My vision was getting intermittently blurry, my head felt as if it was going to explode and my shoulders and back ached as if I had just lifted the weight of the world on my shoulders. I felt a knot between my scapula that was causing a piercing pain. No… I wasn't coming down with something and it definitely wasn't a transient ischemic attack (TIA). It was plain and simple – exhaustion and strain from just too much screen time that day. I had spent 13 of the last 14 hours in front of some type of screen.
I reflected on a typical day and realized that from the time I open my eyes in the morning to the minute I close my eyes and fall asleep at night, there isn't a whole hour that goes by that doesn't involve me interacting with some type of screen. At work, it's my phone, my smartwatch, my iPad, the EMR, the echo reading station, the EKG app, and the cath lab reading station. When I return home, it's my phone, my watch, the tablet in my car, my home security system, the television, the Kindle and, most recently, even my new smartfridge, which allows me to order groceries for home delivery through a touchscreen. Even when I'm at the gym, I have a screen on my treadmill; when I go to the mall, the salesgirl follows me around with a tablet in her hand; when I'm 30,000 feet above sea level in an airplane, I'm surrounded by screens everywhere. They are truly inescapable!
Is all this screen time good for us? When we evolved thousands of years ago, Mother Nature obviously didn't consider the internet when keeping evolutionary forces in mind and designing our eyes. So, what are we doing to our ocular health with these types of practices? We spend so many hours counseling our patients about the benefits of exercise and "getting off the couch"… maybe we should be counseling them (and ourselves) to be "getting off the screen" instead. I wonder, with our modern lifestyles, whether in the next 100 years, our eyeballs will "hypertrophy" from all the hours and hours we spend exercising them with our devices and screens or whether they will give up altogether. In fact, the next generation won't even know life without the screen. My nephew was barely 6 months old when he learned how to work his first iPad.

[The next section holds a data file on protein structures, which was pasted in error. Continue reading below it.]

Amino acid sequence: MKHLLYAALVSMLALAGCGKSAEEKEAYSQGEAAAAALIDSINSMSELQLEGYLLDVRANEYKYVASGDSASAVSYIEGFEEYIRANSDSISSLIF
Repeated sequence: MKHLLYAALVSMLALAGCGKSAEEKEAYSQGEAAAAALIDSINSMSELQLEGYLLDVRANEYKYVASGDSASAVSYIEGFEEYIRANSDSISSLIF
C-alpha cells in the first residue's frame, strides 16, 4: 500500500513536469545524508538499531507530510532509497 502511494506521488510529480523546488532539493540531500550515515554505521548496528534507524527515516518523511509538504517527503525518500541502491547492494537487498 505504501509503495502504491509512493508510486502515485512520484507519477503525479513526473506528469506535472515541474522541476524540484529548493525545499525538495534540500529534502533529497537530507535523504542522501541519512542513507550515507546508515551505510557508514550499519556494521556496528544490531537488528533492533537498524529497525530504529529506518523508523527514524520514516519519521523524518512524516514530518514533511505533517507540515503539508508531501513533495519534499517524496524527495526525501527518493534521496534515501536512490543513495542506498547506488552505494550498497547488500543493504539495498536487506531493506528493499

The day after my realization of all my screen time, I decided to make a concerted effort to avoid the screen as much as possible and I realized a painful truth. It is truly impossible! I couldn't get any work done without using a screen. As we know all too well, modern-day physicians spend three to four times as much time interacting with the computer as they do with their patients. And, hiding behind the screen is where many are now most comfortable in the practice of medicine and even in our personal lives.
I decided to go "off the grid" for a few days to challenge myself and truly leave the screen behind. I was going to be at the wedding of a cousin in a remote part of the mountains in Colorado and guests had been warned there was no Wi-Fi or cell phone signal. I realized this would truly help me learn if it was possible to live life without a screen. I resisted the temptation to download movies and podcasts to watch and listen to that weekend.
The next two days without my familiar screens were simultaneously blissful and torturous. The wedding was beautiful, as expected, and I did sneak out the phone a few times to take photos. After the wedding, however, I found that when not distracted by my screen, I was able to meet and talk to almost every single person at the wedding and actually enjoyed the human connection again. But, inside I also secretly yearned to read CNN, listen to my NPR podcast and check Facebook and Twitter. One thing was for sure though despite the altitude, alcohol and all the dancing: I didn't have the slightest headache and slept better than ever before by "getting off the screen."
After that experience, I realized that to maintain our sanity and our health that every single one of us should take screen time breaks during the day and screen time vacations. With the constant stimulation of our brain by the content of our screens and the constant stimulation of our eyes by the glow of the screen, how do we ever get a chance to reflect and process our thoughts and reach out for a human connection?
Image by aurielaki / gettyimages
Payal Kohli, MD is a cardiologist and a 2018–2019 Doximity Author.